Ok – yes it is the parents job to say what their children can and cannot see, but why even put this stuff out there?  And I don’t believe that violence in entertainment causes violence in real life, but I think that denying its role in the violencization ( I think maybe I made that word up) and overall degradation of todays youth culture would be naive.  So, if it’s not adding “integrity” to films, and it’s bypassing and ultimately undermining our already stressed ratings system, then why the hell does this go on?  It just pisses me off.

Zombies Everywhere! .11

Ok, so you may be asking yourself how my new-found friend didn’t know about the zombie apocalypse.  Well this comes down to assumptions that popular zombie culture have bred in many people.  In the movies there are always zombies everywhere – kinda hard to miss.  Or, there is a news program on that tells you what is happening.  Or the lead character wakes up from a coma and everything is already in full swing.  My point is that in fictionalized accounts of this sort of thing exposition and the need to move the plot along leads to things being taken for granted, and to things happening conveniently because that’s the easiest way to do things.  But when it is really happening, as with the rest of life, things are not so simple.

For instance, depending on what is the cause of zombieism, the condition might spread rapidly, might not.  In this case, I can’t tell you for sure what caused the zombies.  I never saw a news report about it, or stumbled into some secret government lab containing conveniently laid out explanatory documents that shed light on the matter (or at least I haven’t yet 🙂 ).  I have theories, of course, most everyone I’ve met has theories.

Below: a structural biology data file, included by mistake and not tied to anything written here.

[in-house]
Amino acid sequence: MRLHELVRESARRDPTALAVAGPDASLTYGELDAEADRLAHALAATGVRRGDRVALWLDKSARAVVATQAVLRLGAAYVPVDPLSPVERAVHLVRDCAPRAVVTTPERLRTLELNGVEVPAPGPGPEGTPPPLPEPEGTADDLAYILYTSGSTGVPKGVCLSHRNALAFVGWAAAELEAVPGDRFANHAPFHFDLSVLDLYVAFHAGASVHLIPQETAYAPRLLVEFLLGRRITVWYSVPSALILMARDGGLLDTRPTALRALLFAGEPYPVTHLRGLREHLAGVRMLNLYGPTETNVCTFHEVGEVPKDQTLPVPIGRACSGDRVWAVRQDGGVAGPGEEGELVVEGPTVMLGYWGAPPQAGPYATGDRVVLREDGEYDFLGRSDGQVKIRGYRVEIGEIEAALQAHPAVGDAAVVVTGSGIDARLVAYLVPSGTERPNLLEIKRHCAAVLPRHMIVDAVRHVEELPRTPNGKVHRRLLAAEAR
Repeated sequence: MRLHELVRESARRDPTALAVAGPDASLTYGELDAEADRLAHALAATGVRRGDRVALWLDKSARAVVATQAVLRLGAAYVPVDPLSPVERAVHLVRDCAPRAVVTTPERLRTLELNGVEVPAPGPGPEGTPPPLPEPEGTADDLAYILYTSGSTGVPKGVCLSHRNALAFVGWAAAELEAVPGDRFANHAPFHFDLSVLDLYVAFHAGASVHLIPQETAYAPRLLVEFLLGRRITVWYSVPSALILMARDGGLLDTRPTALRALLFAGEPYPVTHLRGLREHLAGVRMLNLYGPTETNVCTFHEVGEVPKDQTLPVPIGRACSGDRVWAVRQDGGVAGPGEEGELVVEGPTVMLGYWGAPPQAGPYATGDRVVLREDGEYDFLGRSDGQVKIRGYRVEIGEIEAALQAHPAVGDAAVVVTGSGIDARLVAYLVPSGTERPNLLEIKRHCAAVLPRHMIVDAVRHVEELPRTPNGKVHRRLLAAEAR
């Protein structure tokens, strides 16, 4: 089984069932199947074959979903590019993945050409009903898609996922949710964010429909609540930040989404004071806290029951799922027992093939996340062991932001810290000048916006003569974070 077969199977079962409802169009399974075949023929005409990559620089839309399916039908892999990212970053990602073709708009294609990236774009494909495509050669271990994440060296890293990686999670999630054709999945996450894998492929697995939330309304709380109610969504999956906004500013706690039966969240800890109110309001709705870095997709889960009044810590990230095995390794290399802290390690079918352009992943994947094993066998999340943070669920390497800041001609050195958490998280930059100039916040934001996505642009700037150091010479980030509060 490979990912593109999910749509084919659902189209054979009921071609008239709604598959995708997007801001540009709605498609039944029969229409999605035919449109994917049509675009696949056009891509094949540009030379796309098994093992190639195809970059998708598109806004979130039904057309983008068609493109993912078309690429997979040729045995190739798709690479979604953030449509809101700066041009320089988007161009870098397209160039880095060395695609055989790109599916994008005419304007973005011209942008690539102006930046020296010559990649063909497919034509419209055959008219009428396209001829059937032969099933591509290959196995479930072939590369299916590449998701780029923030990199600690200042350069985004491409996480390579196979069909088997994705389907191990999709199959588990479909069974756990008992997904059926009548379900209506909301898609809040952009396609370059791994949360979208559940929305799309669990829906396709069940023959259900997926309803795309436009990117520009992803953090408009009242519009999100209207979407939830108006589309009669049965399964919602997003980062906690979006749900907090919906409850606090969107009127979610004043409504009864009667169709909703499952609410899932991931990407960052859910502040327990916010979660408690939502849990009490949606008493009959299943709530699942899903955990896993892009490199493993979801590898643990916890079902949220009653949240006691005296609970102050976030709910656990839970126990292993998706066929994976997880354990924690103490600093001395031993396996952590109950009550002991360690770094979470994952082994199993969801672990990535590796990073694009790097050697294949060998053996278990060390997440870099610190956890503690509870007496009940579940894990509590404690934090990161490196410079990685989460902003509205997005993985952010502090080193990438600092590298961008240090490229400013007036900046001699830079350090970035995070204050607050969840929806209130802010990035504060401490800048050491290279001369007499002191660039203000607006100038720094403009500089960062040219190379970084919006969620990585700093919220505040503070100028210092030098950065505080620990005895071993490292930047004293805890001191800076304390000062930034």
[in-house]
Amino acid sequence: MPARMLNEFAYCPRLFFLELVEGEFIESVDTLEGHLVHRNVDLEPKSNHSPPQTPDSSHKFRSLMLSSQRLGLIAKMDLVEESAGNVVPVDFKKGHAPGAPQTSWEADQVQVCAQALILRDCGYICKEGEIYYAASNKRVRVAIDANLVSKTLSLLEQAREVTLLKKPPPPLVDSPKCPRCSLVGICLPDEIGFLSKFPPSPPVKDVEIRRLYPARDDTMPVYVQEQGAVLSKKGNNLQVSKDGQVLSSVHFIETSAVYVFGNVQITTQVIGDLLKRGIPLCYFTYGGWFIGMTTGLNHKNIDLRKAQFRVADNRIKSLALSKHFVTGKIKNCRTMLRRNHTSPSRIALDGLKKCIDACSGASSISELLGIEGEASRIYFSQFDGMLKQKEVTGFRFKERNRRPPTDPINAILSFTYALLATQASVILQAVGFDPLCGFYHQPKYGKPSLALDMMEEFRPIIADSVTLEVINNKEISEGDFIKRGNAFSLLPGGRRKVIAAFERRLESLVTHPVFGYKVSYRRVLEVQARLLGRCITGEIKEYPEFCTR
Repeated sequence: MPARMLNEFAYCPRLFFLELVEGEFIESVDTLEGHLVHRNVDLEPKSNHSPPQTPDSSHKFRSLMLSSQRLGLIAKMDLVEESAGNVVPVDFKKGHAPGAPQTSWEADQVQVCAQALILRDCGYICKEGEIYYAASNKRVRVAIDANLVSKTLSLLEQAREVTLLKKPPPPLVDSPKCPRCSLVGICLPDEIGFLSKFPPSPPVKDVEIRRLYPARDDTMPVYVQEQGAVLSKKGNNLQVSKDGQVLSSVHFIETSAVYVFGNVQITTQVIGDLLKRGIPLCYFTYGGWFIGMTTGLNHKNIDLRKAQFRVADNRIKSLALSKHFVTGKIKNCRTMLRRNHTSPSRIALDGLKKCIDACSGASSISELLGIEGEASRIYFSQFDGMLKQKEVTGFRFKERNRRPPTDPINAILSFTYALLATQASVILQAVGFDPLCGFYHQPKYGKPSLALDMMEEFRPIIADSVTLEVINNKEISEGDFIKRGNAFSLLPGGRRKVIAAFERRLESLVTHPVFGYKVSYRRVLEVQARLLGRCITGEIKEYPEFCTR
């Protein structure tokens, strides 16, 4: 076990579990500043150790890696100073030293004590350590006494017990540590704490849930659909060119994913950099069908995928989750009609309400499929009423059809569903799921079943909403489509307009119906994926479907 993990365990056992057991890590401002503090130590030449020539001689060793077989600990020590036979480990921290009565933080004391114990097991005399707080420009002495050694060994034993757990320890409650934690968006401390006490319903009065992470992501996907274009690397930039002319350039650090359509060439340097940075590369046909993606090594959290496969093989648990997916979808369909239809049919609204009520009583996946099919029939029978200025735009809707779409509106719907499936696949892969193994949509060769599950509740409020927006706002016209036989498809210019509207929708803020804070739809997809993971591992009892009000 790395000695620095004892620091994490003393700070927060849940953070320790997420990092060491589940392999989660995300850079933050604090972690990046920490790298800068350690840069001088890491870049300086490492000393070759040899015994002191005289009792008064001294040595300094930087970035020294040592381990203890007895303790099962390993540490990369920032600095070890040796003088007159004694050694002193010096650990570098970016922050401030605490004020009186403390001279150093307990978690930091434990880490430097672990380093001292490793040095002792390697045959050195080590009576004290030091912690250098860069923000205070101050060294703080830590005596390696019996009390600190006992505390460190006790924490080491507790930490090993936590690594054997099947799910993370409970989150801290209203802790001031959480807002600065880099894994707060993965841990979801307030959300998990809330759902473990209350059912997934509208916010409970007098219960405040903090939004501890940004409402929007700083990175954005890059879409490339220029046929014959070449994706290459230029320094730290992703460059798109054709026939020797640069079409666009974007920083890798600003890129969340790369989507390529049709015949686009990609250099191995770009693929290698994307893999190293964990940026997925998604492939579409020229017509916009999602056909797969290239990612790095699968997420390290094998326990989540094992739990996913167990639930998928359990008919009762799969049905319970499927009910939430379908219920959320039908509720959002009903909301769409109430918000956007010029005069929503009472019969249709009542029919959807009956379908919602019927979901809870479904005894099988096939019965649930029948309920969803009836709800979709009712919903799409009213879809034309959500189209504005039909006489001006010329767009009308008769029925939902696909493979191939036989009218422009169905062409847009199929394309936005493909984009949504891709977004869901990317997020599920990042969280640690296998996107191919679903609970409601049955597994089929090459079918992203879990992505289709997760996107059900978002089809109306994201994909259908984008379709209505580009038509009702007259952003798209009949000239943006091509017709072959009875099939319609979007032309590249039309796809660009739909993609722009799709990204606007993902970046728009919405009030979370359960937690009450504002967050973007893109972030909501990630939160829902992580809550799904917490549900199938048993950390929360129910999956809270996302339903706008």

From what I can tell this plague started out slowly, probably taking at least a day or two to pick up speed.  I think that at the time I took notice it was at some kind of mid-stage.  It seems to travel like a virus, transmitted through bodily fluids.  However it also seems to afflict the dead, whether or not the person had been infected whilst living.  I’ve personally seen a previously uninfected dead guy get up and walk around with no apparent provocation.  Due to this I believe that the cause is pathogenic – viral or possibly fungal.  I’m not a doctor or a scientist of any sort, but, like I said, everyone has a theory.